By allowing ads to appear on this site, you support the local businesses who, in turn, support great journalism.
GSU to go tobacco free
New campus policy goes into effect Friday
cig

        Georgia Southern University will be tobacco free starting Friday, in accordance with a new policy by the University System of Georgia’s Board of Regents.
        The board’s policy calls for colleges and universities within the system to be tobacco free by Oct. 1. Georgia Southern elected to adopt the policy on August 1, two months ahead of the regents' deadline.
        The ban will extend to all locations affiliated with Georgia Southern, including Paulson Stadium and grounds, the golf course and any satellite locations, said Paige Fluker, the university’s assistant director of communication said. 
        According to a news release from University President Dr. Brooks Keel, the ban defines tobacco products as “cigars, cigarettes, pipes, hookahs, all forms of smokeless tobacco, clove cigarettes, and other smoking devices such as vapor and electronic cigarettes.”
        Kerry Greenstein, the associate dean of students, said students have been informed about the change starting this summer with new students at all SOAR sessions.
        “For returning students, the hope is that partly they know and hear about it through these other means,” Greenstein said. “We will be doing email communications and, of course, it’s up on the website (georgiasouthern.edu). So our hope is students are seeing it through other means to know, but because we started some of the conversations at the end of spring before students left, we think word started to spread. ”
        Posted signs, along with the removal of the smoking bins throughout campus, will be part of the promotion of the ban on campus, Greenstein said. These steps will be done this week in preparation for the upcoming fall semester.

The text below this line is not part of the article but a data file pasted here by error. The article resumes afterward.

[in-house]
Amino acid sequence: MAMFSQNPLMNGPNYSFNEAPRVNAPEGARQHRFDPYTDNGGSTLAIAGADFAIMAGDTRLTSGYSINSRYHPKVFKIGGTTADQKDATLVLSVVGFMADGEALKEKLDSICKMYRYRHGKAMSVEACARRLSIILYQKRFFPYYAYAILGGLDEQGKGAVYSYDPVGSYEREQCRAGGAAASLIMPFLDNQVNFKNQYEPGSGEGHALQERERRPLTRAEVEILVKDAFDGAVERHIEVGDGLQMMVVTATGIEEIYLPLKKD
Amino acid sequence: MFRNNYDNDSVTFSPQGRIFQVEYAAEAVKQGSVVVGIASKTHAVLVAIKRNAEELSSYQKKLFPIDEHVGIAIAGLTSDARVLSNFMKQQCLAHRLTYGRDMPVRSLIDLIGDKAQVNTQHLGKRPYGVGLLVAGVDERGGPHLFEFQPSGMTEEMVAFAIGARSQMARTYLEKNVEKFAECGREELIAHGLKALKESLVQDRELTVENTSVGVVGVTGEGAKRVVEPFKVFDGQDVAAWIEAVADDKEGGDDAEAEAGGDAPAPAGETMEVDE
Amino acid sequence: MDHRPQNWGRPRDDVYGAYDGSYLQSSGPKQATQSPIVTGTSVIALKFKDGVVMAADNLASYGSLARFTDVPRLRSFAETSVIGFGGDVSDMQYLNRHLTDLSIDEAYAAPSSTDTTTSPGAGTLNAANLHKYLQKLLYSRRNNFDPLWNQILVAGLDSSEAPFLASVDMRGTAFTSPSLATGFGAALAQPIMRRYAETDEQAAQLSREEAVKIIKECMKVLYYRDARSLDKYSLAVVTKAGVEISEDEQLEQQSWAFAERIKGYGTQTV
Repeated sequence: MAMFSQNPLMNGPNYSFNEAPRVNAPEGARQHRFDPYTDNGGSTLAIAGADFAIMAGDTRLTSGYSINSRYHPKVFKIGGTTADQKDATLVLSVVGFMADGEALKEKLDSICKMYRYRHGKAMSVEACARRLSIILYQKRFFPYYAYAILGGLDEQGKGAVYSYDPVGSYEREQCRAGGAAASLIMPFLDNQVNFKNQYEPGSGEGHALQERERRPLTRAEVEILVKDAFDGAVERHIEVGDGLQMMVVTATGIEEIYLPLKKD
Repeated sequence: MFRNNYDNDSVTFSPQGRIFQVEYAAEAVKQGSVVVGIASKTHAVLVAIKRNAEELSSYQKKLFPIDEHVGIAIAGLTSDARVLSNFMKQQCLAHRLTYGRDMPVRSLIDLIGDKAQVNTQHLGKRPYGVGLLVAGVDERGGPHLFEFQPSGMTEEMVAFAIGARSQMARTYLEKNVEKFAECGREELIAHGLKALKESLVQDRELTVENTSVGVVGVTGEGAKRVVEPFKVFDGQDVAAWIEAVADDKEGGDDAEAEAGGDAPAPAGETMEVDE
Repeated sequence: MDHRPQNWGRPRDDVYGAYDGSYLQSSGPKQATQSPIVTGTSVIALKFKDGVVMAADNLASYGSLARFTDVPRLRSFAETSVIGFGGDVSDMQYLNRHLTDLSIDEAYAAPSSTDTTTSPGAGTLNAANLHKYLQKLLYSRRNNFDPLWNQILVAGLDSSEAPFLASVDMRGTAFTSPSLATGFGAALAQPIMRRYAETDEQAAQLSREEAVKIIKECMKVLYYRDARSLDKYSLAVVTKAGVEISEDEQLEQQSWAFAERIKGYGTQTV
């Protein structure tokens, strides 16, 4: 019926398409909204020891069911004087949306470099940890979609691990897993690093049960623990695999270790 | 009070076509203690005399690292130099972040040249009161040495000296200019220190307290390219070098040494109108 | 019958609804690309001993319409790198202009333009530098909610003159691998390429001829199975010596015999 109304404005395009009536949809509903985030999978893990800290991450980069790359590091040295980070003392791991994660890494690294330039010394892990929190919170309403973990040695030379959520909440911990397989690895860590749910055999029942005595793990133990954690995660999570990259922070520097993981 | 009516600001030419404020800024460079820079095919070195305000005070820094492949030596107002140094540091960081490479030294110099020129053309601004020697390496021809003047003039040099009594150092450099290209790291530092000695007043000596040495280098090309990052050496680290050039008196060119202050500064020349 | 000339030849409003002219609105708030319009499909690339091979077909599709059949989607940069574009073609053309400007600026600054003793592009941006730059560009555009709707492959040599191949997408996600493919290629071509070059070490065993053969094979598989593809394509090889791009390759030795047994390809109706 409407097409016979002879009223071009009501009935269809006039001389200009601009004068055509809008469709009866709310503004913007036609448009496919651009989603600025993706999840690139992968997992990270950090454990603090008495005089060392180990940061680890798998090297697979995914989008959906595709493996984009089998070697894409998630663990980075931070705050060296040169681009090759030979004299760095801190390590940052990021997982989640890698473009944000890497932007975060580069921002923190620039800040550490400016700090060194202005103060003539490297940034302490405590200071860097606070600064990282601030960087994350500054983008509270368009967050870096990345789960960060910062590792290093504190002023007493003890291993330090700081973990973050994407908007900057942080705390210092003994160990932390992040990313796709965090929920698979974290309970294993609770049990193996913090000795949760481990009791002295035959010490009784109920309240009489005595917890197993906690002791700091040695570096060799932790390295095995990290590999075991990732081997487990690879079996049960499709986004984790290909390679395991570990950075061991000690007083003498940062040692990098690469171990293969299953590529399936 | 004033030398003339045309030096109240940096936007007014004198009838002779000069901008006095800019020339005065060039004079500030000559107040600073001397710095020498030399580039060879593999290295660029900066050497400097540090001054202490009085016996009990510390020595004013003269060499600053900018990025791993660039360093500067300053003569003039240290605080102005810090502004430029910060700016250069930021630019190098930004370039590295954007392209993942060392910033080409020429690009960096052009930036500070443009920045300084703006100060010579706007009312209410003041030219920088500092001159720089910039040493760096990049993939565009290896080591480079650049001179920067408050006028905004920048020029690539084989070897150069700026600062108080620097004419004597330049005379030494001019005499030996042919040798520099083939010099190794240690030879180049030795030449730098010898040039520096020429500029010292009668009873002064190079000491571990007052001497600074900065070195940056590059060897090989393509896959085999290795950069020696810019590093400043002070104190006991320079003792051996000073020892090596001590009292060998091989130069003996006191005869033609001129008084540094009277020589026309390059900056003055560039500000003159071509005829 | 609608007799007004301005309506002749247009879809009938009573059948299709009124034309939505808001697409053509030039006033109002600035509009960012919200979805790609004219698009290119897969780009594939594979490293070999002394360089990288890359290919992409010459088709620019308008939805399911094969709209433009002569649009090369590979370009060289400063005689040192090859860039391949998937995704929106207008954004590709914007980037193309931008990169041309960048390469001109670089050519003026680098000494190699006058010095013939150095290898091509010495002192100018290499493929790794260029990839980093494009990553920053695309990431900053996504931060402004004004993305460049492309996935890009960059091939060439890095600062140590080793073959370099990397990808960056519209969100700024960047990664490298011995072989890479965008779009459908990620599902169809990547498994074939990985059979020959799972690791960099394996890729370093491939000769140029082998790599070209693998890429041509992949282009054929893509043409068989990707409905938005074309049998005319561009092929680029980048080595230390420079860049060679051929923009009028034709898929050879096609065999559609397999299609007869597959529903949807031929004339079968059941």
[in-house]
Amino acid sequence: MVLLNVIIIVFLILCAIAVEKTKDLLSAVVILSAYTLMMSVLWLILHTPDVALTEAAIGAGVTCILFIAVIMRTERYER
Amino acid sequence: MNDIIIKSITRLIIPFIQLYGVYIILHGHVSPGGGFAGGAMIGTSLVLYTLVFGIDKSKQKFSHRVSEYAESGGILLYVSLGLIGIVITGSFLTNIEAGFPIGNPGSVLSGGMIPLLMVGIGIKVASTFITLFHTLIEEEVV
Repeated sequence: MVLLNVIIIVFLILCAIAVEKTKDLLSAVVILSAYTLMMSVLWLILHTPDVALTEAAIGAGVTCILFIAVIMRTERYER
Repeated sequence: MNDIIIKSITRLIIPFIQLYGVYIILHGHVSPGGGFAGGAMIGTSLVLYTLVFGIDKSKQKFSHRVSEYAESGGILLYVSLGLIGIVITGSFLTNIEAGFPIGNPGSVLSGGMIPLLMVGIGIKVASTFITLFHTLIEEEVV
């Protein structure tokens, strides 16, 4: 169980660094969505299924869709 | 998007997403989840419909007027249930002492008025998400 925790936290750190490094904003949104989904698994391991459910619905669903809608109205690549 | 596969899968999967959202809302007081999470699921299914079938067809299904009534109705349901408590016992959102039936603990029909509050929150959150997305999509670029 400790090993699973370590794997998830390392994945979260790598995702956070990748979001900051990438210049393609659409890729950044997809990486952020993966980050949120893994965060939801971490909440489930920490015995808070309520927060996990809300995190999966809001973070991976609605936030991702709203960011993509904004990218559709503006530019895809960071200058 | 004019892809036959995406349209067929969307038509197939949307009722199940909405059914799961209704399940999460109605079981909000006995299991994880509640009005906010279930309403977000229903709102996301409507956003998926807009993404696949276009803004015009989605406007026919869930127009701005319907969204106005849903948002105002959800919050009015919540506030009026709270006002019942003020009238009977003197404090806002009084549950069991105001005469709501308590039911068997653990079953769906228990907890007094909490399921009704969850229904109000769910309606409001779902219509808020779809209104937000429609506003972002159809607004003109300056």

The ban will be enforced at locations such as the dorms through consequences the Dean of Students’ office is creating. The other locations are going to “hard” to monitor, Greenstein acknowledged.
        “I think our hope is that the community will speak up for itself,” she said. “And so those who don’t want to be around the smoke will say to others, ‘Hey, this is a smoke-free campus or tobacco-free campus, would you mind following that policy?’ Because there’s no way the few of us can do it.  So we are hoping that everyone pitches in to support the effort and encourages others to just not smoke while on campus.”


Students react
        Lawson Rushing, a rising junior, is a tobacco product user who is looking at the ban as a positive for the campus.
        “I am one of the few who is a tobacco user but is OK with a lot of this happening,” Rushing said. “Because I agree that the fact that it’s not everybody’s choice to smoke is a big factor in the decision.”
        Shawn Kuykendall, another tobacco product user, agrees. The campus and other locations are Georgia Southern property, and the university can do what it wants to, Kuykendall said.
        Rising junior Courtney Sylvester is a nonsmoker who says she is “all for it” when the ban begins.
        “I have friends that smoke and I am OK with their choices, but the smoke never just stays there. It usually hits me, or you can’t control where the wind takes it,” Sylvester said. “I think it’s a distraction. I would never be one to take away (from) someone else, but I can’t control it. I’m not a smoker, so I don’t want to breathe it.”
         Georgia Southern students Adrianna Potts and Na Na Dawda are public health majors who think the ban will be an improvement when they are walking on campus.